The aim of this tasting was not to rank the beers, but I have to admit that I would only actively chose 3 of the 6 to drink again, the Devils Backbone, Blue Mountain, and Port City ones. So as Oktoberfest proper winds down this weekend, grab a six pack of one of them, a packet of proper German bratwurst, a tub of Dusseldorf mustard and go to town...prost!

Tuesday, July 31, 2018

Top Ten Virginian Beers - 2018

It's that time of year again. On Sunday I drove Mrs V, the Malé Ali?ky, and Honza the Cairn Terrier home from South Carolina, having been south for a couple of weeks. Coming home from our fairly annual week in Florida is one of the signs of the tail end of summer, another is my annual list of the top ten Virginian beers that I have drunk in the last 12 months.

So without further ado....let's dive on in.
  1. Blue Mountain Brewing - Dark Hollow (10.0%). No that is not a typo, a barrel aged imperial stout really was the highlight of my drinking last year. It is fairly common to read blog posts and tweets about how all beers have their time and place, usually in the context of a paid up member of the craft beer drinking guild having a cold, often adjunct laden, pale lager whilst on holiday. The time and place in question here was at the first evening session at the fiddle camp my wife and I have attended each of the last 3 years. Up in the mountains of Highland County in western Virginia, a bottle of Dark Hollow was the only beer available at the hotel bar that actually appealed to me. It fitted the context, mood, and atmosphere perfectly.
  2. Hardywood Park Craft Brewery - Virgindia Pale Ale (5.2%). Probably another surprise for regular readers of Fuggled, a hoppy pale ale makes the list! VIPA is made using Virginia grown barley and hops, making it asas much a local beer as is really possible, oh did I mention it's delicious? Hardywood opened a satellite brewery in Charlottesville a couple of years ago and being the abysmal beer tourist I am, it took me until this spring to actually bother to make it round. When finally I did, I had a great Sunday afternoon drinking with Mrs V and our friends while watching the collective brood of children. VIPA was a lovely beer, positively dripping with American hop character, that late spring afternoon, and has since been a fairly regular tipple as summer has worn on.
  3. South Street Brewery - My Personal Helles (5.2%). Still my go to beer when I darken the door of South Street, which is nowhere near as often as I would like now that I no longer work in the centre of Charlottesville. The subtle interplay of malt and noble hops make this a beer that simply goes down far too well. I think a few pints are in order this weekend with brunch....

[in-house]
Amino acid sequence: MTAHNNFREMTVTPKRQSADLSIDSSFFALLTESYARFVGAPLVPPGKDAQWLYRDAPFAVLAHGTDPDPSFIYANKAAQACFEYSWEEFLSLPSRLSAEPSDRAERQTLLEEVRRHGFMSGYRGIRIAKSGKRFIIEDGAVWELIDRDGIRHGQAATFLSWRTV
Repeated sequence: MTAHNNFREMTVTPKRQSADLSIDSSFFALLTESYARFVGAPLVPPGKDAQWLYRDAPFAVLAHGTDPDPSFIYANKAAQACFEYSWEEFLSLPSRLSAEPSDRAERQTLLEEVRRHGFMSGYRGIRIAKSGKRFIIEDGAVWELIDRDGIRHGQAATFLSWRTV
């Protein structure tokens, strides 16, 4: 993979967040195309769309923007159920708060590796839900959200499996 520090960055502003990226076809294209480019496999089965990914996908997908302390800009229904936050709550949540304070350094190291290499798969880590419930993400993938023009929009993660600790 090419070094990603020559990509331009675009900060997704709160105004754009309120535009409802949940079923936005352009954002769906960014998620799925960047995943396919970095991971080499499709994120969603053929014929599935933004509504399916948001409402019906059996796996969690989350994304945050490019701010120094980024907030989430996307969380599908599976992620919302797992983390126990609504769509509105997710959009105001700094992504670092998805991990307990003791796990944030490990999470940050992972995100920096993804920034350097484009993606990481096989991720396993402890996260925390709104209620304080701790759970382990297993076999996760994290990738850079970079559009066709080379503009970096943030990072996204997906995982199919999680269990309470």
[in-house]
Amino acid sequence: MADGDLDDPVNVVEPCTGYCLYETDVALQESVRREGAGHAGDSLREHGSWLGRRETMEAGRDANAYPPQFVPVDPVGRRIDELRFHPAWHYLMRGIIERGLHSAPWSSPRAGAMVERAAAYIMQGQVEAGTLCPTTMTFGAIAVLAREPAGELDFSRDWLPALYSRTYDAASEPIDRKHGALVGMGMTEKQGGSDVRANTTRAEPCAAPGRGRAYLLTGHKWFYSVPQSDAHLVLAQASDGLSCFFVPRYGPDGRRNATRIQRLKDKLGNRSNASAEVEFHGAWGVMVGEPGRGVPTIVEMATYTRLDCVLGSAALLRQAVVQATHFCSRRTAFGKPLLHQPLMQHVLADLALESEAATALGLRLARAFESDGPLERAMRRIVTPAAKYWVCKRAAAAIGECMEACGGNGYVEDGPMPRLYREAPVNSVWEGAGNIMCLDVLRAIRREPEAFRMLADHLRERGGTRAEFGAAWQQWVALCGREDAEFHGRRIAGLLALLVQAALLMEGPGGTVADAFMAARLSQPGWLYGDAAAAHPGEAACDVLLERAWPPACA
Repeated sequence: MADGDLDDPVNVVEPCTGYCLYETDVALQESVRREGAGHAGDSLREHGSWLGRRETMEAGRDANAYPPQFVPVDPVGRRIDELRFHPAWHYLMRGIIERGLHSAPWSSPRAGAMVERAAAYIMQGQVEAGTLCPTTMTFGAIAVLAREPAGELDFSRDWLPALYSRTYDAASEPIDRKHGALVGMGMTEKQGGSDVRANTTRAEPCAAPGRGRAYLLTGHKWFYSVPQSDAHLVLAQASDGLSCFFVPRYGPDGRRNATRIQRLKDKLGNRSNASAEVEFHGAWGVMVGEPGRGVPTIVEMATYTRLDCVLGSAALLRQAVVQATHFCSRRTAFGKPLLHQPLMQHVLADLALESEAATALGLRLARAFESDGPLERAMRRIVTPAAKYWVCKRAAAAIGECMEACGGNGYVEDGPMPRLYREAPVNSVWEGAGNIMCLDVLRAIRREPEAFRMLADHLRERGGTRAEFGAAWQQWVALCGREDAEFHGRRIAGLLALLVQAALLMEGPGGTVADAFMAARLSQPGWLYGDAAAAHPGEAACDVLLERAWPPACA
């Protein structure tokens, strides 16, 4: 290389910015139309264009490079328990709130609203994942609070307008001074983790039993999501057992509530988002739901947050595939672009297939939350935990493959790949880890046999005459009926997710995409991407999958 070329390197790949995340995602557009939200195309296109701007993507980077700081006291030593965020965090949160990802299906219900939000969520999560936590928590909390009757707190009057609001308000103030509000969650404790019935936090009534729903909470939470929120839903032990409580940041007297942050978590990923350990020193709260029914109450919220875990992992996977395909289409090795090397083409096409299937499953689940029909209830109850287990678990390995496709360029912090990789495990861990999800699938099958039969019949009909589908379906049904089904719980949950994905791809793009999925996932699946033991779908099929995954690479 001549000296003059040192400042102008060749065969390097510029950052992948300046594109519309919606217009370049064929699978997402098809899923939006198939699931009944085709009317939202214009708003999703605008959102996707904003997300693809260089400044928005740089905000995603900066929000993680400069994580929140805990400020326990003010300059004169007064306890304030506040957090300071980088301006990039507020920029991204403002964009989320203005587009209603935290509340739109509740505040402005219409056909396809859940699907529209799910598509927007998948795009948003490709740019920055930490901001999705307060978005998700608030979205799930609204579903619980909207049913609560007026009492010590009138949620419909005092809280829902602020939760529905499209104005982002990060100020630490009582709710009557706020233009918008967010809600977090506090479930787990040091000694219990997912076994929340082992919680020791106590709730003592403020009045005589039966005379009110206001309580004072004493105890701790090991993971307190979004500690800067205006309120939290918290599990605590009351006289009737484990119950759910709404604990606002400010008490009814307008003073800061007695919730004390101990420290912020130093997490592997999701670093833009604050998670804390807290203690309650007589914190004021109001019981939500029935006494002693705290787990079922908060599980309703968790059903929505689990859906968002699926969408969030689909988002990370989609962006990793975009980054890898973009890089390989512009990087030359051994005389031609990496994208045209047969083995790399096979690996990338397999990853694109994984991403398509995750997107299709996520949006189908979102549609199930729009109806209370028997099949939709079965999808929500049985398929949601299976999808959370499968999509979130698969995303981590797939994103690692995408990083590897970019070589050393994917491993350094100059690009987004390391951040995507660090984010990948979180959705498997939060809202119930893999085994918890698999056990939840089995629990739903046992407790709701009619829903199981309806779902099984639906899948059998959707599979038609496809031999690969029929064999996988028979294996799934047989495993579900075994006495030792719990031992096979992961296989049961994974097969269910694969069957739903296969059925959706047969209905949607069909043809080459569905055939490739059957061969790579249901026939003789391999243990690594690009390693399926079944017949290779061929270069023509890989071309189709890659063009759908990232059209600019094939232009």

4. Alewerks Brewing Company - Weekend Lager (4.8%). I love this beer, simply love it. Of the recent spate of Helles lagers that have done the rounds in the craft brewing scene, this is one of the best, and whenever I see it on tap at a restaurant I know what I'll be drinking, especially with a Sunday brunch, when a litre of this little beauty pairs dangerously well with a plate of bacon, eggs, hash browns, and sausage, Just saying, like.
  5. South Street Brewery - Munich Dunkel (5.6%). My Virginia Dark Beer of 2017 and a cracking interpretation of a classic lager style. You may have noticed a common theme with the kind of beers that make this list, balance and drinkability are important to me, and Munich Dunkel has it in spades, and thankfully doesn't use caramel malts to achieve the subtle sweetness that lingers in the background of the beer, mmmmmmMunich malt!
  6. Devils Backbone Brewing - Alt Bier (5.8%). If there is one thing in life you can rely on it is Jason Oliver's ability to brew a solid, nailed on German beer. To mark Mrs V's first Mother's Day we took a little family trip to Nelson County to visit one of our favourite wineries, and while out that way decided to pop into Devils Backbone. One thing I love about DB is that for all their growth, and the new distillery is an impressive addition, they really haven't changed in the slightest. Still churning out world class beers in an environment which is welcoming, friendly, and somewhere I would go far more often if it wasn't an hour's drive. The Alt Bier reminded me of Schumacher Alt, and there is no higher praise than that really.
  7. Champion Brewing - Dorty South (5.4%). You don't see that many Dortmunder Lagers around, so when I popped into Champion Brewing on my way home from my previous job, having slunk out early because it was simply too depressing to sit in cubicled corporate hell much longer, to find they had a Dortmunder on tap I knew what I was going to drink. Dorty South is a lovely, toasty, clean, lager that has a delightful balance of malt heft with hop bite, I may have had several pints....